Washington willing to listen about party bus industry

Julie Raymond continues fight against party bus operators after her daughter Shannon died in 2008.

Calls to end liquor being served on party buses are growing stronger.

Calls to end liquor being served on party buses are growing stronger.

Julie Raymond has learned that if the B.C. government doesn’t want to listen to her about the party bus industry, our neighbours south of the line are willing.

Washington State is rewriting its laws on party buses to make it a requirement to have an adult supervisor in the party section of the bus whenever kids are on board.

Julie and her daughter Danielle have been campaigning for seven years to toughen B.C.’s laws concerning the party bus industry.

Julie’s daughter Shannon died on July 26, 2008 after consuming alcohol before, then taking an ecstasy pill on a party bus.

She was 16.

Julie and her daughter addressed a Senate committee looking into the issue in the Washington capital of Olympia, earlier this month.

“They’re learning from the mistakes B.C. has made,” said Julie.

Washington wants to make it mandatory to have adult supervision in the passenger part of the bus whenever minors are on board.

“That person will be held responsible for whatever happens on the party bus.”

That requirement, while increasing costs for party bus companies, will also help with driver safety because he or she will have fewer distractions to worry about.

“How can you focus on driving when you have all the activity behind you?”

Raymond said she and her daughter Danielle have been invited back to Olympia a second time, but can’t make it.

Danielle told the Senate committee that she and her mother “began pressuring our government to take action, but unfortunately, no one we approached was willing to even have a conversation about it until 2013, when another 16-year-old in our province died.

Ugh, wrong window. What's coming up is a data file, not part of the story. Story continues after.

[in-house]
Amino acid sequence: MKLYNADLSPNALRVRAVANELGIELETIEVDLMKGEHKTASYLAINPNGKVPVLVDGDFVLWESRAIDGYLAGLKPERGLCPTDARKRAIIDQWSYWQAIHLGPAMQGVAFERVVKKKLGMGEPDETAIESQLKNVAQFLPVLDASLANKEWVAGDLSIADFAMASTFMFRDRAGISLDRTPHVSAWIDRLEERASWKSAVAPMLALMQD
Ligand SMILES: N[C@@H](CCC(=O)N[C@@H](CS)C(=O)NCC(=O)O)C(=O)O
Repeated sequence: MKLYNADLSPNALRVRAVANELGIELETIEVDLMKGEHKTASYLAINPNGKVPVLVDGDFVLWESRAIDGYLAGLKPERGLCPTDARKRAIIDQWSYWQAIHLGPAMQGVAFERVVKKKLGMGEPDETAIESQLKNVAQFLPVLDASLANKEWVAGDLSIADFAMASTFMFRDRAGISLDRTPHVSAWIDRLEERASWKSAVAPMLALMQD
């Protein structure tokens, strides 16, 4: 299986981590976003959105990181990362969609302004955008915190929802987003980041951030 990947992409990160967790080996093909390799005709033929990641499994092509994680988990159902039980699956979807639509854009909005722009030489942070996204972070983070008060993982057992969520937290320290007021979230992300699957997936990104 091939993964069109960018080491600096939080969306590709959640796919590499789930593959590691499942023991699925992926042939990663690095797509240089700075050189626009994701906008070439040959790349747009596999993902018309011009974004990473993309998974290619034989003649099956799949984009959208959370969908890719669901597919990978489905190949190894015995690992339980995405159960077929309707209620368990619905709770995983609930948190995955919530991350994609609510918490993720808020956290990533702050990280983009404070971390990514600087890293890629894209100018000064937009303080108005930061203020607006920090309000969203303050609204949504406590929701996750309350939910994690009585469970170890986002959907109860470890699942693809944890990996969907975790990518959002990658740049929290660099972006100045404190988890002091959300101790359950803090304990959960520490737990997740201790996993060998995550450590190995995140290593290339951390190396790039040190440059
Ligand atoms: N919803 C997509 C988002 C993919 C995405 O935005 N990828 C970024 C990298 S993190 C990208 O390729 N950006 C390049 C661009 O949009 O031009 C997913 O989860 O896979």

“In addition to these two deaths, our province has also seen stabbings, fights, assaults, medical distress calls, patrons falling out of unsecured doors, and patrons being ejected and left in dangerous locations. These kinds of horror stories are not unique to our province or to Canada. I know America has had more than its share of alcohol-related deaths and close calls attributable, at least in part, to party buses.”

Danielle said the buses “present a continued risk, not just for the minors on board, but also for the general public. It is an obviously dangerous situation that, if it is allowed to continue, will only result in more tragedy.”

Shannon’s death was the first in a spate of tragedies involving party buses in Metro Vancouver, an industry that’s since expanded to 4,000 vehicles across B.C.

In February 2013, 16-year-old Ernest Azoadam died on a party bus in Surrey.

In November 2013, a 17-year-old girl from Abbotsford was dumped at a truck stop and beaten up after a trip on a party bus.

However, the B.C. government has said it wants to focus on educating the industry about the existing laws. It’s illegal for anyone, of any age, to consume booze in a vehicle.

Julie said after meeting Transportation Minister Todd Stone last June that he referred her to Attorney General Suzanne Anton, who then referred her back to the transportation minister, and was told that adequate laws are in place.

“They have issued all these cautions, but nobody’s licence has been taken away or suspended. There will be another incident where there will be another death,” said Julie.